On the enigmatic ‘flying potato’, neither plant nor animal, that caused the Bay’s biggest harmful algal bloom in history

Author: Mukta Patel, Bay Nature
September 21, 2022
Heterosigma akashiwo cells under a microscope
Photo Credit: William Cochlan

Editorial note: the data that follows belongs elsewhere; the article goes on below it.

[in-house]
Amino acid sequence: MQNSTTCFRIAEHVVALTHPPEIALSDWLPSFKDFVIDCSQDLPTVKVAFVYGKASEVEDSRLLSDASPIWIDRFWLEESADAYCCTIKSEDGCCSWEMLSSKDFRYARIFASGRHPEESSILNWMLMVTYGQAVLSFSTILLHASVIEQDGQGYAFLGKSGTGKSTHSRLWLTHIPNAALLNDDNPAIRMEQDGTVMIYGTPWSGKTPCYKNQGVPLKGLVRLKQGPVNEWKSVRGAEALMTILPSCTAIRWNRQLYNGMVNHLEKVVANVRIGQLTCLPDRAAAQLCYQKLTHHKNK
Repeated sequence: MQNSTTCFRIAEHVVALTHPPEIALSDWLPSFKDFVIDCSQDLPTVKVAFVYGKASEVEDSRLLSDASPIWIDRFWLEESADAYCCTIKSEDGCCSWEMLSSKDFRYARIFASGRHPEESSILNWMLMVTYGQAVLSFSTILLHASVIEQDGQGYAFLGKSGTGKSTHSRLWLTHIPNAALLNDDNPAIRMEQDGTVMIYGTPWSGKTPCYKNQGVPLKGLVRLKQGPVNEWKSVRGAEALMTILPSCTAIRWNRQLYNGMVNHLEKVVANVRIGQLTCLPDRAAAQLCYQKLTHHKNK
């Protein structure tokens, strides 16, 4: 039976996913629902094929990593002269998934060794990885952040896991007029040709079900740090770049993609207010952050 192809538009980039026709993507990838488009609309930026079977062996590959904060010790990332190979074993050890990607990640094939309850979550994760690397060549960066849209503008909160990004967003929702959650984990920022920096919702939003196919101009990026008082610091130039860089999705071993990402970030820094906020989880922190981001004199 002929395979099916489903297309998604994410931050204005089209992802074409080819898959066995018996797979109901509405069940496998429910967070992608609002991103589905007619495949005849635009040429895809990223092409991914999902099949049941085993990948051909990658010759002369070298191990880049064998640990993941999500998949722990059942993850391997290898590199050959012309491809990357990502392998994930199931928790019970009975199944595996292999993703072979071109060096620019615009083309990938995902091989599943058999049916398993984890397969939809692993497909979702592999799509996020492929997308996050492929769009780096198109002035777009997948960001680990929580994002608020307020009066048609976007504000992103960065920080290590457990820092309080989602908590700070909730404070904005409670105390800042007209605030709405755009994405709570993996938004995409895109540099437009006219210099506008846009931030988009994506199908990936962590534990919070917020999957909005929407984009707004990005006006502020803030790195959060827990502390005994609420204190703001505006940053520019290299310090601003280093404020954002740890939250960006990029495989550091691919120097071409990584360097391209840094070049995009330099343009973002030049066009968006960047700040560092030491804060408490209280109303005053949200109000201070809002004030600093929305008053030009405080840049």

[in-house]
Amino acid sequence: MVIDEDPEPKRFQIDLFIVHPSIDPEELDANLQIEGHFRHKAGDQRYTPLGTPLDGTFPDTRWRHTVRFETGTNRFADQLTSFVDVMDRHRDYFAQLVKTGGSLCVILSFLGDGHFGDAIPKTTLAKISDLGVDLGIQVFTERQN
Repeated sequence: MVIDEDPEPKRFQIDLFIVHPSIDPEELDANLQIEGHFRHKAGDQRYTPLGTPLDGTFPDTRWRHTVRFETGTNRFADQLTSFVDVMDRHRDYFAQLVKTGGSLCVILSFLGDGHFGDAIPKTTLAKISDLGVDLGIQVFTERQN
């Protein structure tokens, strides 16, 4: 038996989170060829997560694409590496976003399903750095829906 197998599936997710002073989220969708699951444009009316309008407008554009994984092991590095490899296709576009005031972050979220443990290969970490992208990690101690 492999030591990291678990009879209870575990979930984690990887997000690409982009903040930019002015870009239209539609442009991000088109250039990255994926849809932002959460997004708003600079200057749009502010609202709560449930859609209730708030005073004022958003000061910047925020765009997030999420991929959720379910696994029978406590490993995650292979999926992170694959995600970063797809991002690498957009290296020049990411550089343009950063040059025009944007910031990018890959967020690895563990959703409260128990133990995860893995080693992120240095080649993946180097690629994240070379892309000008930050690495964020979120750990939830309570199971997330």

At times this summer, the shores of San Francisco Bay looked like a piscine battlefront — strewn with dead white and green sturgeon, leopard sharks, striped bass, bat rays, smelt, anchovies, and other fish. It started in late July in Alameda and expanded throughout the entire Bay. By late August, some 10,000 fish had reportedly died at Oakland’s Lake Merritt alone. Where the killer algae bloomed, the water was dull and rust-colored. One resident was quoted saying“the end was near”. A local scientist called the event a “wildfire in the water”. The murk came from the sheer density of the culprit, which was multiplying in the millions: a miniscule organism called Heterosigma akashiwo — akashiwo means “red tide” in Japanese. This wasn’t H. akashiwo’s first star turn.

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